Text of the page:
As Brits, we’re all islanders and we love sauntering by the sea, whether the view is of the sandy bays of Cornwall or the sea stacks of the Northern Isles. So, it should come as no surprise that one of the main attractions on Mull is its accessible coastal walking. And importantly for all walking destinations, it’s the huge variety that means this is a coastline to keep coming back to.

The nature of the geology – great stepped lava fields, some of which have been cut into by the ancient sea and then risen up – has created ‘raised beaches’, which essentially means that as a walker you have a ready-made level platform, with the sea on one side and cliffs on the other. Where the ocean cuts into the land at the sea lochs the coast is low and rocky, with grassy platforms where you can picnic and watch the waves. Finally, we have the beaches. Although the blinding white sands and stunning sunsets of Calgary Bay are the most well-known, it’s not hard to reach secluded sandy hideaways anywhere on the island.

History from every age

Although there is evidence of Neolithic life on Mull, including a few standing stones and a stone circle, many of the sites and stories come from the first millennium and the medieval period. Mull’s position made it an attractive place for the Vikings, and later it became part of the realm of the Lord of the Isles, which for much of the medieval period remained independent from the Scottish crown. The castles that can be seen up the east coast on several walks, which controlled shipping along the Sound of Mull, were testament to this power.

Long before this, St Columba landed on Iona, just off the coast of Mull, and from the abbey started to spread Christianity throughout Scotland. In more recent times, the Isle of Mull suffered during the Highland Clearances, when people were forcibly evicted and replaced by sheep. Although the figures themselves describe this tragic part of history enough (the Isle of Ulva went from a peak of 600 people to the modern figure of around 12), you will find on Mull former villages and houses, whose walls are almost complete. It is a haunting presence in the landscape.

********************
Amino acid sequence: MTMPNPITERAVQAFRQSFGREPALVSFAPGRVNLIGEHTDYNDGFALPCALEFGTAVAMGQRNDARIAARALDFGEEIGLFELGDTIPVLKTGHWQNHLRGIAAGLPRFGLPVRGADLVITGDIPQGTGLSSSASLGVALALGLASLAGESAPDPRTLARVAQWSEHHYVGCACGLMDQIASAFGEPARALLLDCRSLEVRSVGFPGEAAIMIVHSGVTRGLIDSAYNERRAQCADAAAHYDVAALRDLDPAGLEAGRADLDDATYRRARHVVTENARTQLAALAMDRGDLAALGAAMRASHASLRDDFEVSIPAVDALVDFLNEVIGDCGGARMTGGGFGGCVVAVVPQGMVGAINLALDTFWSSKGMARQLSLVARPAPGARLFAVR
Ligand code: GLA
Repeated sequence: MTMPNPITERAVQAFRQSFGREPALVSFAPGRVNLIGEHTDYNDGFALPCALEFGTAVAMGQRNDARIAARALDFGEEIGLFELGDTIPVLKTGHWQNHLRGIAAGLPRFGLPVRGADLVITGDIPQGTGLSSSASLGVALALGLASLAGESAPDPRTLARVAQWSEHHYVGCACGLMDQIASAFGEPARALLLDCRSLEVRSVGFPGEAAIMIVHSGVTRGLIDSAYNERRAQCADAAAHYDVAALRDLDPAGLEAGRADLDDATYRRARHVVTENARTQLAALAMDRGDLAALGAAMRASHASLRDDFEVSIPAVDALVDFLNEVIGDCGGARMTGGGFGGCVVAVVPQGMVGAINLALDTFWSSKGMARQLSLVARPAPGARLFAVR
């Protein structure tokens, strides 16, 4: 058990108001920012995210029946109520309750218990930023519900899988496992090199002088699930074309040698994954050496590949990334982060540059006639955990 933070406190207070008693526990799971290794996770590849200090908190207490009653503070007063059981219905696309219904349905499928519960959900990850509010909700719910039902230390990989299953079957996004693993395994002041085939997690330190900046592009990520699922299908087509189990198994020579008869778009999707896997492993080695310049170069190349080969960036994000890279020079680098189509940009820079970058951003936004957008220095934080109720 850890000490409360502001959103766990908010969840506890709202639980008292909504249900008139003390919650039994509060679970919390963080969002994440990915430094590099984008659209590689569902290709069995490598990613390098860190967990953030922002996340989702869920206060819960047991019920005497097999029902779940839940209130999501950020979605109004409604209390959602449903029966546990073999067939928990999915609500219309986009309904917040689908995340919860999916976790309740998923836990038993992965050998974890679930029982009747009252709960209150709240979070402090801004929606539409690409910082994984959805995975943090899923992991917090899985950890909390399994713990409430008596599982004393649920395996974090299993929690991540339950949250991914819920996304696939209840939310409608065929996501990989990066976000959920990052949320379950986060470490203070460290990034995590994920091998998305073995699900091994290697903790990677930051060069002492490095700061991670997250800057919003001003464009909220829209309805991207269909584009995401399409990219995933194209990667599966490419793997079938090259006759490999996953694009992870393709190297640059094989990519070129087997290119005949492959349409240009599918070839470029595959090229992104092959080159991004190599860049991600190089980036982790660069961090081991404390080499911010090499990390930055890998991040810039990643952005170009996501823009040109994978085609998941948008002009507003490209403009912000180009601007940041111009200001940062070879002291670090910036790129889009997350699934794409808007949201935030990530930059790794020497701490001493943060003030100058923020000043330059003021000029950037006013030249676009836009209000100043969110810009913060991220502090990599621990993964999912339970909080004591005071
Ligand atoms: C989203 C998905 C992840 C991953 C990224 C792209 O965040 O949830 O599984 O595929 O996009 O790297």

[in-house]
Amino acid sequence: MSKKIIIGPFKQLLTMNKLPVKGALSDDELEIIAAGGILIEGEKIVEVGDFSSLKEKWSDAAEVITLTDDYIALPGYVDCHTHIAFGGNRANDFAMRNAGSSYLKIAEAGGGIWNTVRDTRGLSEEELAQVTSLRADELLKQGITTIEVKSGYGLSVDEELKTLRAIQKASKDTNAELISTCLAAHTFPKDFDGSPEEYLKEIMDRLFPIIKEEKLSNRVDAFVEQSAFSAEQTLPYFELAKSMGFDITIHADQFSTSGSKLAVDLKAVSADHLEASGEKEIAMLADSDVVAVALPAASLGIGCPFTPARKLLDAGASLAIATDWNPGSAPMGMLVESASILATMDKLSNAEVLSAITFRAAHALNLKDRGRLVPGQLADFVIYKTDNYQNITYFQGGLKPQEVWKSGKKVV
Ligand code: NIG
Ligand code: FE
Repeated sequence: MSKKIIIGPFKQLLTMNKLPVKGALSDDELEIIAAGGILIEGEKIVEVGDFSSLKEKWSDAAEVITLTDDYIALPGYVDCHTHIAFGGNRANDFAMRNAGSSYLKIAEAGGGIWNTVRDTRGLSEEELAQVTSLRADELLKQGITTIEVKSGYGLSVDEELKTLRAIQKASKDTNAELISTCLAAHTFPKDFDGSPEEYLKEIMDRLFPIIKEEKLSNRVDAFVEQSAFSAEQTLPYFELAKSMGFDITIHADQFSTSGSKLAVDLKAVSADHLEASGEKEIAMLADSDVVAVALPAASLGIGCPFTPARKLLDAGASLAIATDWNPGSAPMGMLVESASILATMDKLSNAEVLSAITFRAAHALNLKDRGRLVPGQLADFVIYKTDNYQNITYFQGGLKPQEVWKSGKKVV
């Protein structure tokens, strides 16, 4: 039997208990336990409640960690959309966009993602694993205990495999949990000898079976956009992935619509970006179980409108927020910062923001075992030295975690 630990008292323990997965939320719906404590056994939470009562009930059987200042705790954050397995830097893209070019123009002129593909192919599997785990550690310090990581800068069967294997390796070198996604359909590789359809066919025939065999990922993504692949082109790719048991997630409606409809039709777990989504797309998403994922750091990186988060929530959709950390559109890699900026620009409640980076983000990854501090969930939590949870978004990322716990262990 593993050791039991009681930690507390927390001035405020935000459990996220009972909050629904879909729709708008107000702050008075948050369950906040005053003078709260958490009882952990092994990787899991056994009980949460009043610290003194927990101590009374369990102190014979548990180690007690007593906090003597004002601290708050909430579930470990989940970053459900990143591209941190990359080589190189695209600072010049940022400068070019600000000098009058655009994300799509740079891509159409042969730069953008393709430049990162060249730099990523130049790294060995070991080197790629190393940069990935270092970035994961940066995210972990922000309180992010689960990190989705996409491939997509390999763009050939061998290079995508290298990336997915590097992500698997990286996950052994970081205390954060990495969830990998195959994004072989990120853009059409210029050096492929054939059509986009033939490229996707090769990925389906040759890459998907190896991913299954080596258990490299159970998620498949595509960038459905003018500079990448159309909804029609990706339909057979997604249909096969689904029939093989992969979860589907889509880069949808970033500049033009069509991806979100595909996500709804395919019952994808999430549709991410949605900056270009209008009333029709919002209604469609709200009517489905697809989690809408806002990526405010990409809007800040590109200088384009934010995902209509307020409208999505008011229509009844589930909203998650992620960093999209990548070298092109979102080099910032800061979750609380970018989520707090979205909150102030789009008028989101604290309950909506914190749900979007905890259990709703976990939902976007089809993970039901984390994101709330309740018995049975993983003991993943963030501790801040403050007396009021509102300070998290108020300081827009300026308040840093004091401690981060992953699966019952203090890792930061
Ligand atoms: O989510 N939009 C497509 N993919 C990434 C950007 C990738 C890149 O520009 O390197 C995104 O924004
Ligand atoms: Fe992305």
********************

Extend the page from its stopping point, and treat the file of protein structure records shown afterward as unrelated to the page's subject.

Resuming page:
Waves crash against the basaltic columns of the Isle of StaffaExploring Aros Castle, once a stronghold of the Lord of the IslesThe Clearance village of CrackaigWalking along a raised beach around the Treshnish peninsula

Inspirational offshore islands

The beauty of walking on the coast on Mull lies not just in the immediate view, but in the islands that you can see offshore. Across the Sound of Mull, you can see the mainland, but with a little height gain and a clear day, looming on the horizon are the hills of Rum and Skye, including the Black Cuillin. On the west coast, the Treshnish Isles present the perfect set of wave-battered rocky hideaways, but there are other, closer islands that you can easily get to for a walk or to explore.